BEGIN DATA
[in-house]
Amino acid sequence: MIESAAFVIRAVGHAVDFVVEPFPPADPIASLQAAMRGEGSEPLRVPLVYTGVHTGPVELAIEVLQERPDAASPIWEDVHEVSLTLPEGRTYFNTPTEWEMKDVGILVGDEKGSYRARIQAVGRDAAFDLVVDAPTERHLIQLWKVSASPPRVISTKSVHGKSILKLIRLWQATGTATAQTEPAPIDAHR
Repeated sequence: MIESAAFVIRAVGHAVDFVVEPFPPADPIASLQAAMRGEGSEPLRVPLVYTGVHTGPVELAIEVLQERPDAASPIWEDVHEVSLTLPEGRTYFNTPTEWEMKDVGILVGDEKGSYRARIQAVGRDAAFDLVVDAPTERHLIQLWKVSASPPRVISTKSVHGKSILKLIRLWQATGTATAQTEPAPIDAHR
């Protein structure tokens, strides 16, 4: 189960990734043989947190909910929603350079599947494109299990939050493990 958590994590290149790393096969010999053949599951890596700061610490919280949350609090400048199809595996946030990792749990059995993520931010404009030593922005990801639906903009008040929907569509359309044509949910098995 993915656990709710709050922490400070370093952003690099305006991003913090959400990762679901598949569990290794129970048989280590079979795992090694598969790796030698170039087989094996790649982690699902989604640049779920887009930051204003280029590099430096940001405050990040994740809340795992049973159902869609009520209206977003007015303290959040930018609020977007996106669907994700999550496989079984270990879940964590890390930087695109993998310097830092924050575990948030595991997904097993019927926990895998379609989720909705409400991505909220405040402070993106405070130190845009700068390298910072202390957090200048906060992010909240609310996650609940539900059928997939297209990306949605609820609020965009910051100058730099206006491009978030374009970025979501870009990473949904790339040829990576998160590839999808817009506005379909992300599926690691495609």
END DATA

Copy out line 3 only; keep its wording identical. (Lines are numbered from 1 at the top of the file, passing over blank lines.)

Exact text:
Repeated sequence: MIESAAFVIRAVGHAVDFVVEPFPPADPIASLQAAMRGEGSEPLRVPLVYTGVHTGPVELAIEVLQERPDAASPIWEDVHEVSLTLPEGRTYFNTPTEWEMKDVGILVGDEKGSYRARIQAVGRDAAFDLVVDAPTERHLIQLWKVSASPPRVISTKSVHGKSILKLIRLWQATGTATAQTEPAPIDAHR